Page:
TUM start-up nominated for Science Breakthrough of the Year at Falling Walls summit

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It all began with basic research: While conducting laboratory experiments, a team at the Technical University of Munich (TUM) came across an active agent against multidrug-resistant bacteria with a fundamental difference to antibiotics developed to date. The researchers have since established a start-up to develop a new drug based on this agent. The entrepreneurs have now been nominated for Science Breakthrough of the Year in the Science Start-Up category at the international Falling Walls summit.

Rising numbers of bacteria are developing resistance to antibiotics. Studies have shown that hundreds of thousands of people die every year due to infections with antibiotic-resistant pathogens. One group of bacteria alone – methicillin-resistant Staphylococcus aureus (MRSA), which is commonly found in hospitals – causes tens of thousands of deaths each year.

A research team at TUM has discovered an active agent to which multi-resistant MRSA bacteria are unlikely to develop resistance.

While conventional antibiotics target either the cell wall of bacteria or their metabolic system, we aim to permanently impair protein transport and energy balance in the bacteria, which prevents them from multiplying or developing resistances."

Stephan Sieber, Professor of Organic Chemistry

Sieber has founded a start-up together with his former doctoral student, Dr. Robert Macsics, to continue developing the new agent.

Bacterial cell wall digests itself

The foundations for this innovation were laid in the laboratories at TUM. "It was pure basic research to begin with," emphasizes Sieber. "We tested hundreds of different agents in cultures with Staphylococcus aureus and came across a molecule that kills the bacteria off very effectively. We then examined the mode of action of this molecule, which we call PK150." The results showed that PK150 has a fundamentally different mode of action to conventional antibiotics. Instead of suppressing biochemical processes, PK150 stimulates the excretion of proteins in the cell wall. Key enzymes are discharged from the cells and, in effect, the cell walls begin to digest themselves. At the same time, the molecule blocks the metabolic system, which means the cell cannot store any more energy and dies. Due to this dual mode of action, it is exceptionally unlikely that bacteria will develop mutations with resistances to this agent.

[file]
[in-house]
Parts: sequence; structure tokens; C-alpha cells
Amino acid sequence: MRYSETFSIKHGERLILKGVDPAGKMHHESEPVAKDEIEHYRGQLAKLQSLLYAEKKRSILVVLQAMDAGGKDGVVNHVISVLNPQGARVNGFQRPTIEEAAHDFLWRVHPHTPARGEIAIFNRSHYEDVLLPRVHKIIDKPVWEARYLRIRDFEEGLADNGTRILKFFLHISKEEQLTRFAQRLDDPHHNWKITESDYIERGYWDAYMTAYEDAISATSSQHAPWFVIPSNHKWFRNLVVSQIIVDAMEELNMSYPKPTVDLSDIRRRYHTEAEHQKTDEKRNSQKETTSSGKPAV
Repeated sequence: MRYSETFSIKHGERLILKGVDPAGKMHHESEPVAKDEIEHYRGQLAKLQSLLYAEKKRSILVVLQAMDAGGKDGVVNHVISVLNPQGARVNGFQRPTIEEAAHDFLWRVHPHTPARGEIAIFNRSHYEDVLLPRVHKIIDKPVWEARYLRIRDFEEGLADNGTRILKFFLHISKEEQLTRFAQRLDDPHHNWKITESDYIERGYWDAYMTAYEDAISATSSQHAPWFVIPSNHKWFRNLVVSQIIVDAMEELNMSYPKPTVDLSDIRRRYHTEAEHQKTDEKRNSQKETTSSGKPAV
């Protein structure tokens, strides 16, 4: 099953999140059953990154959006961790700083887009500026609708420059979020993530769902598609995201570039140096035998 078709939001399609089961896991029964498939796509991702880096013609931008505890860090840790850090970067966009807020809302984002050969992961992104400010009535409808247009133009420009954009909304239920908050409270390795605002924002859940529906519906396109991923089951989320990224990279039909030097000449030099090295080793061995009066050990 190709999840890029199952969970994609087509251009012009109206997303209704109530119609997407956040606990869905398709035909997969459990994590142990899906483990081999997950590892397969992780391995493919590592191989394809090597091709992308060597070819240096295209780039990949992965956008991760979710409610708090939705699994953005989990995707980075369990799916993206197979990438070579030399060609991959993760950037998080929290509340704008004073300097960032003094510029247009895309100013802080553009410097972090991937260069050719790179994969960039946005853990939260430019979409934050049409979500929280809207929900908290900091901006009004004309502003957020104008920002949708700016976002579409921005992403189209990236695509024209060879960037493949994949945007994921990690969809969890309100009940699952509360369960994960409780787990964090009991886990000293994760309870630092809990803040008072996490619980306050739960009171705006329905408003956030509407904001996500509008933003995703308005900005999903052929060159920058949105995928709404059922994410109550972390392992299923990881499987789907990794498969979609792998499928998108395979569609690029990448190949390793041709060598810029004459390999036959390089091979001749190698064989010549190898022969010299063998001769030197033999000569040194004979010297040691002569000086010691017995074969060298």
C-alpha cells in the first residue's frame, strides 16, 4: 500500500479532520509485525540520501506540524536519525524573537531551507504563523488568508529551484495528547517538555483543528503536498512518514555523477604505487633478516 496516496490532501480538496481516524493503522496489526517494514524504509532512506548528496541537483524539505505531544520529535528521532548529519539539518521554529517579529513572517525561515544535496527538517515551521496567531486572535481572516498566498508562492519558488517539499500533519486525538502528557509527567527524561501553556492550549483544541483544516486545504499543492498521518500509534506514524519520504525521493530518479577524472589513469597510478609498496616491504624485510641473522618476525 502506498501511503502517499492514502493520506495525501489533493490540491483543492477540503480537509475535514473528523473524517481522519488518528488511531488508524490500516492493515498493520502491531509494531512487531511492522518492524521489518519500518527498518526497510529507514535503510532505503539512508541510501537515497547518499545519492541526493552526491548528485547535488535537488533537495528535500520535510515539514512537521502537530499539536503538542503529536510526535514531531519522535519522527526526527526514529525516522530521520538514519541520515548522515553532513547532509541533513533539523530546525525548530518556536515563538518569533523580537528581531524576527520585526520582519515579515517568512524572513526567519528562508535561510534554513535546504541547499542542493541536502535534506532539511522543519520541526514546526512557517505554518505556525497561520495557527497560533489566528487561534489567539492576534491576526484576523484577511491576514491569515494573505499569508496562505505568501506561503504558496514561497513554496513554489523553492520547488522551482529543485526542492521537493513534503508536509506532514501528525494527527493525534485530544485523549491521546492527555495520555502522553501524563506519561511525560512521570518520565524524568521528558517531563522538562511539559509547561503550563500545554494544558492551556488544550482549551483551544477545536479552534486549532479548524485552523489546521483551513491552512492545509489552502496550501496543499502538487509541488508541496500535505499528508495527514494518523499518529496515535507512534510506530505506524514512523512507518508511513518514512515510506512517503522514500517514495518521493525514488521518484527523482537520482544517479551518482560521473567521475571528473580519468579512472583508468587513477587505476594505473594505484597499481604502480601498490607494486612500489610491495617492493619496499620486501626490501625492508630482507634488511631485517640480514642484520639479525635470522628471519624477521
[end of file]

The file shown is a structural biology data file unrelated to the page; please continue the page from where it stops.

"Once it became clear that this molecule is a promising candidate for the development of a new antibiotic, we both knew we wanted to develop the agent," recalls Sieber. "It is suitable for combating Staphylococcus aureus and other multidrug-resistant bacteria that are gram-positive, which means they have a single layer cell wall." TUM applied for a patent for the structure of the optimized molecule for the first time in 2017 while Sieber and Macsics began the search for investors. Even during the coronavirus pandemic, the two researchers secured the support of the Boehringer Ingelheim Venture Fund following a virtual pitch.

Support in a TUM Venture Lab

Soon after, in 2021, the duo founded smartbax – one of the first start-ups accepted into the new TUM Venture Lab ChemSPACE. Each TUM Venture Lab specializes in a significant technological field. Start-up teams benefit from specific technical infrastructure, tailored training programs, expertise in the relevant market and global industry networks. "The opportunity to use the infrastructure and laboratory spaces at the Venture Lab was immensely helpful for us as we took our first steps as an independent company," says Macsics, who became the start-up's CEO after completing his doctorate. "There's also the Venture Lab's network, which continuously helps us to make new contacts."

Smartbax now has three permanent employees, with Stephan Sieber assisting as a scientific consultant. In addition to developing the active agent, the company is working on other strategies to combat drug-resistant bacteria. It aims to have its first drug candidates ready for clinical trials within a few years.

25 nominees from around the world

The Falling Walls jury identified the team's work as one of the most potentially significant breakthroughs of the year. The eponymous charitable foundation hosts the Falling Walls Science Summit on November 9 each year. The event marks the fall of the Berlin Wall and strives to highlight the walls torn down by science to a wide audience. The summit is one of the most important events linking research with wider society and is also a key date in the scientific calendar.

Falling Walls names Science Breakthroughs of the Year in five fields of research and in the Science Start-Up category. Smartbax has been nominated along with 24 other start-ups from Europe, the Americas, Asia and Australia.

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